1. Determine NEAR TERM practical demands to be addressed to the U.S. Congress:
These should be goals that are meaningful and can be realistically achieved as enacted legislation before the Nov2012 election. Goals should be both widely acceptable in terms of public/electoral appeal and should also advance the cause of our movement. We are challenging our representatives to represent us by introducing and passing legislation before the next election. THEY SHOULD BE WORKABLE, NOT UTOPIAN.
Here are my suggestions, mainly as examples:
(a) Democracy is priceless: A constitutional amendment to overturn Citizens United ruling, specifying that the right to campaign and support campaigns is a right of human individuals and does not extend to for-profit corporations, and limiting the total spending by any person.
(b) Restore the Fairness Doctrine in FCC licensed broadcast media, as a requirement for licensure for stewardship of the public airwaves.
(c) Reinstate Glass-Steagall banking regulations (so basic, yet the financial industry has successfully fought this.) Require that any failed financial institutions be nationalized and executive bonuses and compensation clawed-back.
(d) Require that states and local governments receiving federal funds respect the right to protest including by means of encampments, or be subject to withholding of funds. (This should be so basic as to be unnecesary, only we've seen that it isn't in a number of places....)
(e) New-Deal style infrastructure-building employment programs. (Our infrastructure is decrepit, and this worked during the last depression.)
The goals selected should be reduced to proposed legislation, which is kept as SIMPLE AND CONCISE as possible, and should be crafted by people with legal/legislative experience. We challenge the U.S. Congress to vote on this legislation, with the "encouragement" outlined in (2) below. These are NOT LONG-TERM OVERARCHING GOALS, but will enable us to focus our energies on working towards our ultimate goals in the longer time-frame.
2. Run Occupy Movement supported candidates in the primaries of BOTH parties for U.S. Congress.
Candidates should be people who have been registered with these parties before OWS came about. These will NOT become our leaders but WILL represent the movement's message in the election and challenge leading candidates (e.g. in debates) to take specific positions on issues of concern to the movement and ideally make or decline to make specific commitments to introduce and support the legislation arrived at in (1) above. The objective is not to necessarily win congressional seats (it would be a mistake to become another Tea-Party), but to challenge candidates to address our concerns, shift the debate and also to either shift the positions of the candidates or to force them to show their constituents very explicitly where their loyalties lie at the time it most matters.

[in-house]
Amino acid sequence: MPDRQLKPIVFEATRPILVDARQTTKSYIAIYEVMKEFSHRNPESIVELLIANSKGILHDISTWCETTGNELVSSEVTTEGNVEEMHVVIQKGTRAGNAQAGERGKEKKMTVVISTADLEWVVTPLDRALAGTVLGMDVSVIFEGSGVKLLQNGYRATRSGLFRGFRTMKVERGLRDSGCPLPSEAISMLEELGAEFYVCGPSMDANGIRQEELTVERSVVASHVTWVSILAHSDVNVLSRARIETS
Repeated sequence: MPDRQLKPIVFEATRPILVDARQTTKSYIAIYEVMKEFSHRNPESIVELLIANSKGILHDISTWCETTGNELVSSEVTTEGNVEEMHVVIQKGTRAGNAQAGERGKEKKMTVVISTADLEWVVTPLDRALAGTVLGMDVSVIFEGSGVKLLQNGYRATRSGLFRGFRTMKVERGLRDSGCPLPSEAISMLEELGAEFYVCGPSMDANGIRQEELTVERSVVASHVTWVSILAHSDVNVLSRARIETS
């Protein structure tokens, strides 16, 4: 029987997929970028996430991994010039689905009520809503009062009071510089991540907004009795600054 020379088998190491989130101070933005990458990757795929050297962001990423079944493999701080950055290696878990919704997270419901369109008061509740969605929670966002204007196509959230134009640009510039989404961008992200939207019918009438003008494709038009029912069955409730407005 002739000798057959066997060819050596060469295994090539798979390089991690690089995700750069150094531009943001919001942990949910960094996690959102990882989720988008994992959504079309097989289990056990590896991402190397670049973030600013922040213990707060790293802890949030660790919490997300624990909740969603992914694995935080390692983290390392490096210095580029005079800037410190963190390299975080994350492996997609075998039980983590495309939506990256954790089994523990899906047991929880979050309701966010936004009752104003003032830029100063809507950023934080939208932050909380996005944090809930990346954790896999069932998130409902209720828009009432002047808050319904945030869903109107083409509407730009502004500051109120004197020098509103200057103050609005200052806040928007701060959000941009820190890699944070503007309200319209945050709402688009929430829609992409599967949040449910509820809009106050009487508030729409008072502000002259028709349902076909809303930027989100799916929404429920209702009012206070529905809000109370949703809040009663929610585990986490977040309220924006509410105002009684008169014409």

In California, time remains but is limited to file for candidacy. Occupies in every state should be checking on their filing deadlines and requirements (e.g. their Secretary of State website.)
A few comments:
It is not being suggested that this is the only thing that Occupy focuses on, but rather one avenue that is available to us. The Reform versus Revolution debate is a false dichotomy.
Read the Declaration of Independence...that listed a litany of efforts that were made to obtain redress of basic injustices over the preceding years, and that none of the available channels proved adequate; that was the groundwork. Right now, it's 1765 or 1773, not 1776, if anything like a revolution is the only solution. The case for revolution becomes stronger when reform has been shown to be futile, and the case for established power to admit reforms becomes more compelling when faced with that alternative.
At other points in history, (esp. e.g. the Civil Rights movement) it was the interplay of both reform and radical movements the led to what was achieved: it became clear that the alternatives were not reform or no-reform, but reform or serious civil conflict. Without either one, it's unlikely that the established structures of power would have responded at all. Of course, the limits and insufficiency of what was achieved in Civil Rights reforms suggests that while reform is likely necessary, it's also likely insufficient, so even though it's something we likely have to do, we also need to maintain and build a movement that aims and goes beyond simple reforms.
Pursued correctly, we can build a better, stronger movement this way, that will be seen as directly and effectively pursuing clearly articulated goals, and therefore can gain the support and involvement of those waiting on the sidelines to see if we're more than spectacle.